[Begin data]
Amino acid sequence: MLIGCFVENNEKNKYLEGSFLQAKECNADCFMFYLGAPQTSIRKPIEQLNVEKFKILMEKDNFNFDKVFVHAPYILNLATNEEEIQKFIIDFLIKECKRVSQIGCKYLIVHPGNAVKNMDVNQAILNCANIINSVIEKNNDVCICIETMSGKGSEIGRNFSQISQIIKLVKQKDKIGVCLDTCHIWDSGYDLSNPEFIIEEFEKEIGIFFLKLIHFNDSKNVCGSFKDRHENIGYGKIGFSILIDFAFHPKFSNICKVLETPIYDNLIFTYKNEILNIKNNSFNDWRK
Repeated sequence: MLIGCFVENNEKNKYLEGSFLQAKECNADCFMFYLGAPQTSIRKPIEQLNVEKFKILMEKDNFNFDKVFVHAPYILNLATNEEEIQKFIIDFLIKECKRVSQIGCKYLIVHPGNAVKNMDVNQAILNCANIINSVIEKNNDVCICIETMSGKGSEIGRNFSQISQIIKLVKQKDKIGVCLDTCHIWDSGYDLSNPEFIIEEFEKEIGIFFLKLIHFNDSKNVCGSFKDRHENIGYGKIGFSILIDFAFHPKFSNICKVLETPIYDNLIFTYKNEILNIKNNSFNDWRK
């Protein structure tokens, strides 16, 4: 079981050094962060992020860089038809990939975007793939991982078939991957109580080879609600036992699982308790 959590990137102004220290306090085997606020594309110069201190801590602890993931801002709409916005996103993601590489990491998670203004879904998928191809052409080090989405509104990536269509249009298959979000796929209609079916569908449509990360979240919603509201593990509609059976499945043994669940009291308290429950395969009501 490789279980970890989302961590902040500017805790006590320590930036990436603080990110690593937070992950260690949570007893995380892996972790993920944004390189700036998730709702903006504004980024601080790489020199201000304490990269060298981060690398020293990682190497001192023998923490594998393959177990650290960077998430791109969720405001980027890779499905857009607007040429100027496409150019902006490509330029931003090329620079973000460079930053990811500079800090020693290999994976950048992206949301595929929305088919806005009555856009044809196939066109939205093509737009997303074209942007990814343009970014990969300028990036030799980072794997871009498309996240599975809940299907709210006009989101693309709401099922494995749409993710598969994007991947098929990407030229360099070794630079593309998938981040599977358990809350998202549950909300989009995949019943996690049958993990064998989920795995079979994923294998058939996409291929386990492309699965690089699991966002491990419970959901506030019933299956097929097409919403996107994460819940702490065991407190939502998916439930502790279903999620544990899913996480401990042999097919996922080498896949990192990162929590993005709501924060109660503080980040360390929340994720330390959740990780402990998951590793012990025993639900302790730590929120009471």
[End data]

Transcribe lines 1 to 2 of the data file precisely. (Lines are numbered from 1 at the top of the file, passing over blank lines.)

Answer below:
Amino acid sequence: MLIGCFVENNEKNKYLEGSFLQAKECNADCFMFYLGAPQTSIRKPIEQLNVEKFKILMEKDNFNFDKVFVHAPYILNLATNEEEIQKFIIDFLIKECKRVSQIGCKYLIVHPGNAVKNMDVNQAILNCANIINSVIEKNNDVCICIETMSGKGSEIGRNFSQISQIIKLVKQKDKIGVCLDTCHIWDSGYDLSNPEFIIEEFEKEIGIFFLKLIHFNDSKNVCGSFKDRHENIGYGKIGFSILIDFAFHPKFSNICKVLETPIYDNLIFTYKNEILNIKNNSFNDWRK
Repeated sequence: MLIGCFVENNEKNKYLEGSFLQAKECNADCFMFYLGAPQTSIRKPIEQLNVEKFKILMEKDNFNFDKVFVHAPYILNLATNEEEIQKFIIDFLIKECKRVSQIGCKYLIVHPGNAVKNMDVNQAILNCANIINSVIEKNNDVCICIETMSGKGSEIGRNFSQISQIIKLVKQKDKIGVCLDTCHIWDSGYDLSNPEFIIEEFEKEIGIFFLKLIHFNDSKNVCGSFKDRHENIGYGKIGFSILIDFAFHPKFSNICKVLETPIYDNLIFTYKNEILNIKNNSFNDWRK